May 1, 2011 Volume 25, Number 03
What is your vision of Canada?
Cast your vote to help determine how our country is run
By Janet Epp Buckingham | ChristianWeek Columnist
"An unnecessary election" or "an expression of democracy." What is the May 2 federal election really about? The first quote is Prime Minister Stephen Harper's characterization of the current election; the second is Michael Ignatieff's. He is the leader of the Liberals, the Official Opposition.
Elections are always an expression of democracy. We have all watched the mass demonstrations in countries like Egypt, Tunisia, Yemen and Libya, where people are willing to die for the right to vote. It is an important right that we take for granted.
Is the election unnecessary? Perhaps. Or perhaps it will make Stephen Harper the happiest man in Canada by giving him his longed-for majority government.
Elections are only "necessary" in Canada, in a constitutional sense, every five years. We are at the two and a half year mark for this government so in that sense, it was not necessary.
The opposition parties say that they have "lost confidence in the government" because of recent scandals. These include the infamous "Oda-gate" where the Minister of International Cooperation misled a parliamentary committee on a particular document relating to funding for KAIROS, a Christian aid organization. Scandals also include a former staffer in the Prime Minister's office lobbying for a big contract that would financially benefit his live-in girlfriend.
Sorry, folks, compared with other scandals in Canada's past political history, these are not smash hits.
The biggest issue is likely the functioning of Parliament itself. Political commentators and politicians alike have been complaining about the degeneration of civility and common courtesy in the House of Commons. Liberals point to the constant attack ads that trashed Liberal leaders Stephane Dion and Michael Ignatieff. It is hard to be polite to people who mock and scorn you in such a public way.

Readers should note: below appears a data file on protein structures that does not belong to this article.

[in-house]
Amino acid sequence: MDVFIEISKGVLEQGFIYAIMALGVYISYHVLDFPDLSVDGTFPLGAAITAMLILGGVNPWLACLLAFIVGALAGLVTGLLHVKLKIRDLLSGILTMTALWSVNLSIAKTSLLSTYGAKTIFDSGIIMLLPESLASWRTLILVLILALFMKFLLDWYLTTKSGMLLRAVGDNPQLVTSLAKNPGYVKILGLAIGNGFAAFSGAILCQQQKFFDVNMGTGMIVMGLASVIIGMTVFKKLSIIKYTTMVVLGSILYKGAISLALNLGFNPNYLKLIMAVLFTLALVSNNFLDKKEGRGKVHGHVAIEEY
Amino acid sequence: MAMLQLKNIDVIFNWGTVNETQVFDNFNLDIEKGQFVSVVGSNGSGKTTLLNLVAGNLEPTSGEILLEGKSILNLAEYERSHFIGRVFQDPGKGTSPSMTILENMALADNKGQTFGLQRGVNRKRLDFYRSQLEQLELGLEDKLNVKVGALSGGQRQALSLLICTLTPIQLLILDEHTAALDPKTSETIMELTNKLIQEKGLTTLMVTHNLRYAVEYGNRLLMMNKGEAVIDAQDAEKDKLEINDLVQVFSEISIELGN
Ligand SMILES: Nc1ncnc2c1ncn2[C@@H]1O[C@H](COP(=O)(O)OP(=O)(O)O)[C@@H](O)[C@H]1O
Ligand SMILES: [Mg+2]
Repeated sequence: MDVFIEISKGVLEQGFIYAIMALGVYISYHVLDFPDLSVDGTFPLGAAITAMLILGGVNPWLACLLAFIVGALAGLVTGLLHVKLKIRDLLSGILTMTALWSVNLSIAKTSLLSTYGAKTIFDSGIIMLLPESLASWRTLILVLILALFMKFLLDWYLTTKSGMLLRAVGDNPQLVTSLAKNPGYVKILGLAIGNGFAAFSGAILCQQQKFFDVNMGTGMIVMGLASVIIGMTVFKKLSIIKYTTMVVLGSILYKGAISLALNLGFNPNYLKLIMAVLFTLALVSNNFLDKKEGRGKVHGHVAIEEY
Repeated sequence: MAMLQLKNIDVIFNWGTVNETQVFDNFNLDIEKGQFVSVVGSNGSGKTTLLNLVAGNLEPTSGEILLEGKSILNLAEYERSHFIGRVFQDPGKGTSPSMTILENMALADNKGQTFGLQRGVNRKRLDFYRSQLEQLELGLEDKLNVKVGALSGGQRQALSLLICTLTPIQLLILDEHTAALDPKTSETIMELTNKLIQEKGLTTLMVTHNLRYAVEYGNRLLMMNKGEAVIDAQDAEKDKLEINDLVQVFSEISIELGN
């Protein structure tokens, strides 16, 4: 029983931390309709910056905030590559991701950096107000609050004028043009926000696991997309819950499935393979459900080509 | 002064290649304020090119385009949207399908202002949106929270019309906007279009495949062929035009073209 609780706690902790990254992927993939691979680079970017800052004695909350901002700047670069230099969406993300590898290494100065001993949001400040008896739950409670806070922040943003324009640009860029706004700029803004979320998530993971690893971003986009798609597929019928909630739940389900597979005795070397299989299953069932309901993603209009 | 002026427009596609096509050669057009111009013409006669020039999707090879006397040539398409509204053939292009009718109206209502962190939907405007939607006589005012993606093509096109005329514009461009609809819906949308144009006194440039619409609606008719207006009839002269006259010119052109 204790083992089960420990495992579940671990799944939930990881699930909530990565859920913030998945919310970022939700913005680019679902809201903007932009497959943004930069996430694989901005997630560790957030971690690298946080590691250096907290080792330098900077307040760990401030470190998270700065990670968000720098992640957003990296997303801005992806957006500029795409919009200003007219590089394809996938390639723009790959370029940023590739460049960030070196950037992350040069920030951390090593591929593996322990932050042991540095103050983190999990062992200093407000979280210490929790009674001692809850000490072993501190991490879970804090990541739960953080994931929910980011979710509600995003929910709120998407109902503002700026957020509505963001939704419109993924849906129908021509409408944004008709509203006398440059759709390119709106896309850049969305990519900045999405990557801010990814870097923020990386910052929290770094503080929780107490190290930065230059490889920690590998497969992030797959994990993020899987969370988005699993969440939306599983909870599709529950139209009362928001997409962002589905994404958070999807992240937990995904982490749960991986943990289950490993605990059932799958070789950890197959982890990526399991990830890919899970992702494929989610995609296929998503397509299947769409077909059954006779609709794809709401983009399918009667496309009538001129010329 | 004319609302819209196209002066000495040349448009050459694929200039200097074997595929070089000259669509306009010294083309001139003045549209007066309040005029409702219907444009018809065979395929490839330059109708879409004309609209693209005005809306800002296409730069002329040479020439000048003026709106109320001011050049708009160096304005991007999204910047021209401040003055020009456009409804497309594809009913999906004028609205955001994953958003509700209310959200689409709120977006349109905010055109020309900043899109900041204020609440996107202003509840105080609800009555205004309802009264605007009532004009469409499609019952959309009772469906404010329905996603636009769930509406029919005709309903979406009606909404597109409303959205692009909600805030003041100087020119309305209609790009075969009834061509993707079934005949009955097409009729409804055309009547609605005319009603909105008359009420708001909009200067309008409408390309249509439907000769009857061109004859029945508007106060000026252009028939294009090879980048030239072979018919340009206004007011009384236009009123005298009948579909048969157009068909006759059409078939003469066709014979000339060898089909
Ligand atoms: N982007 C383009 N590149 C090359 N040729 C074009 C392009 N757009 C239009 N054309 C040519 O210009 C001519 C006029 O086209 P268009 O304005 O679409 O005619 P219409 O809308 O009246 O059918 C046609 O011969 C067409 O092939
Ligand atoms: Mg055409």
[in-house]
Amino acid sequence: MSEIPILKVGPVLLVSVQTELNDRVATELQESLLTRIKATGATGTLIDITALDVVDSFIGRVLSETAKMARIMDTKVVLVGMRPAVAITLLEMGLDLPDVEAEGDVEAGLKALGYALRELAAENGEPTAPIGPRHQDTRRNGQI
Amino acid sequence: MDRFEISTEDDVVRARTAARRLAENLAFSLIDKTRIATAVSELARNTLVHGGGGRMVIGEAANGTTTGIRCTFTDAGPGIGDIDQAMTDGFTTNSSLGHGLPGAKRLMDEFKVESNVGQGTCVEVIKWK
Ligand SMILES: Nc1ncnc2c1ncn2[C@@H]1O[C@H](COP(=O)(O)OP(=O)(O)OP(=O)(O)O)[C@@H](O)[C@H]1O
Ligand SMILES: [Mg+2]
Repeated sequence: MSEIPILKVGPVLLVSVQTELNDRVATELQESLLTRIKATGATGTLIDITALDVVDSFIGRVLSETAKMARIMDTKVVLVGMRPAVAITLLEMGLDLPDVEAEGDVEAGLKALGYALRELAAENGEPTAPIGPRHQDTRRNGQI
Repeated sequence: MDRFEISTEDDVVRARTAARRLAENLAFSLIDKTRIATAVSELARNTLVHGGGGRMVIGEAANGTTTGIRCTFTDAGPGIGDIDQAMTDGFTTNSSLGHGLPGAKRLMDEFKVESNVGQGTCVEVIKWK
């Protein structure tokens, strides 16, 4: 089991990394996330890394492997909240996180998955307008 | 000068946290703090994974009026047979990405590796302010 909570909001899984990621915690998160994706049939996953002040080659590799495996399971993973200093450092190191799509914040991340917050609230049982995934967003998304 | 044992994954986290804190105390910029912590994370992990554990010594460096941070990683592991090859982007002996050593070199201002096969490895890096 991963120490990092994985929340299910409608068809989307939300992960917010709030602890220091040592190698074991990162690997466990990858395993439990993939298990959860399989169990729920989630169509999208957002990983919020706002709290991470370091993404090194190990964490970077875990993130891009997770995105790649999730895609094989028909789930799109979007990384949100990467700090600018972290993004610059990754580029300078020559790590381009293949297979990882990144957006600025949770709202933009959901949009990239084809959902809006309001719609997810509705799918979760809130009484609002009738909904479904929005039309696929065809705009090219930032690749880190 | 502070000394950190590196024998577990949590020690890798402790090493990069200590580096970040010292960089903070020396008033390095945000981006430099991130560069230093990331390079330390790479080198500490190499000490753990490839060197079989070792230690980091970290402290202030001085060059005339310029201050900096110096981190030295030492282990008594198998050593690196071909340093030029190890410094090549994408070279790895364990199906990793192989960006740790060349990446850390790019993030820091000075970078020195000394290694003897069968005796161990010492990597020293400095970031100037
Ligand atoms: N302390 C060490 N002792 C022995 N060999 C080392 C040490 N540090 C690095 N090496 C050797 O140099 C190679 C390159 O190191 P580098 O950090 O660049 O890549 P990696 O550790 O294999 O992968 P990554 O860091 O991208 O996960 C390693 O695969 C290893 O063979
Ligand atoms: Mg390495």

Or perhaps it is because for the first time in many years, there is actually a substantial difference in the political parties. CBC ran an online "Vote Compass" that plots you on the political spectrum after you respond to 25 questions. Three of the political parties in Parliament are to the left of centre when it comes to economics; only one is to the right. Three of the political parties are socially liberal and only one is socially conservative.
The Conservative Party of Canada is different than the other parties in platform and ideology.
This means that this election is really about what political party, including which leader, you want to run the country. What is your vision of Canada?
While the media seems to fixate on this or that issue as the topic of the day, step back and take a broader look. This election is not just about poverty, or international development, or gun control, or "tough on crime" or even about military spending.
It is about what you think is the role of government. Is it up to the government to fix all our problems? Or hand out goodies at election time? How much should it be intervening in the economy? Is the government too big, or too small?
I don't know about you, but I pay a lot of money in taxes. I want to have confidence that the people who are deciding how to spend it have the public good of the country in mind. I don't want them to focus on a few issues but have big picture thinking.
If you need some help making your decision, there are many resources from Christian organizations with issues and platforms. Your local newspaper likely carries considerable election news. And there will be flyers in your mailbox. Check the Internet. Ask your friends. Maybe we can start an election movement to reverse the trend in voter apathy.
I will be voting on May 2, will you?
Janet Epp Buckingham is the director of the Laurentian Leadership Centre, the Ottawa program of Trinity Western University.